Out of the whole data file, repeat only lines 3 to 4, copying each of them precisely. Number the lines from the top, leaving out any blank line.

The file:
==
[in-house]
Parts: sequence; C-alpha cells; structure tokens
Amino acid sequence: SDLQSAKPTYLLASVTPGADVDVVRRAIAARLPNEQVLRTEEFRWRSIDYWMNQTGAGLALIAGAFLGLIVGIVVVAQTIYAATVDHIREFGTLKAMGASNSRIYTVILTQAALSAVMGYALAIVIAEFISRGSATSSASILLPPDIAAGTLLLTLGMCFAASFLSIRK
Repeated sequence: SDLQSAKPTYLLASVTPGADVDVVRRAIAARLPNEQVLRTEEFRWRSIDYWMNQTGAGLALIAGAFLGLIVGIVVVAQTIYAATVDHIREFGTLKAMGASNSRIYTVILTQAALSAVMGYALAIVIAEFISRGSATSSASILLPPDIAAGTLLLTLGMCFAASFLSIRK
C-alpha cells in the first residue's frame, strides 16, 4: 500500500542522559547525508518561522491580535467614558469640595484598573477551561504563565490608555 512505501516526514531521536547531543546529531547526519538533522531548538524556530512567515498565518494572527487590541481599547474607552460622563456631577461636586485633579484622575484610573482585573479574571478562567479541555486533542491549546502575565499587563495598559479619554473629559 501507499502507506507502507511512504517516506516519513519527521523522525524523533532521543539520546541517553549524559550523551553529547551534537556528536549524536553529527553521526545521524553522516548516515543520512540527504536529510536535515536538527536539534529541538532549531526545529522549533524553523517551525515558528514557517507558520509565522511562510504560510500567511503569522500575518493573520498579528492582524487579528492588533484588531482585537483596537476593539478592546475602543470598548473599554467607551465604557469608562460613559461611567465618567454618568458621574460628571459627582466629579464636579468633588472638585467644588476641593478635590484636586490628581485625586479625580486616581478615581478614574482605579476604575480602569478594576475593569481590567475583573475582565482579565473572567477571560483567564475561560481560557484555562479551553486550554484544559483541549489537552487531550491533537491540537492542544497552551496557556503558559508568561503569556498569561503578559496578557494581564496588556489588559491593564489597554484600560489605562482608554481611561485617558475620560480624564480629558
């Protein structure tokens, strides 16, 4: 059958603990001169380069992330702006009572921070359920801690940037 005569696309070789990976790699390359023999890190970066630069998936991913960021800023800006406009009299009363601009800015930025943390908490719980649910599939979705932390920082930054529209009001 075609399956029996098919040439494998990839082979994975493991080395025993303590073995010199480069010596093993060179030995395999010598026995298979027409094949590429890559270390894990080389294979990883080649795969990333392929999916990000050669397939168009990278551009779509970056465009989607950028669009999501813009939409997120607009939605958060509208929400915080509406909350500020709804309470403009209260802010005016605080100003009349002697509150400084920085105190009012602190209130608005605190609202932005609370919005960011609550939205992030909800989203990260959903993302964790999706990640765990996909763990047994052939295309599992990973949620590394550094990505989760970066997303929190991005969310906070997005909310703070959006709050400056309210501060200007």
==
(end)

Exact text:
Amino acid sequence: SDLQSAKPTYLLASVTPGADVDVVRRAIAARLPNEQVLRTEEFRWRSIDYWMNQTGAGLALIAGAFLGLIVGIVVVAQTIYAATVDHIREFGTLKAMGASNSRIYTVILTQAALSAVMGYALAIVIAEFISRGSATSSASILLPPDIAAGTLLLTLGMCFAASFLSIRK
Repeated sequence: SDLQSAKPTYLLASVTPGADVDVVRRAIAARLPNEQVLRTEEFRWRSIDYWMNQTGAGLALIAGAFLGLIVGIVVVAQTIYAATVDHIREFGTLKAMGASNSRIYTVILTQAALSAVMGYALAIVIAEFISRGSATSSASILLPPDIAAGTLLLTLGMCFAASFLSIRK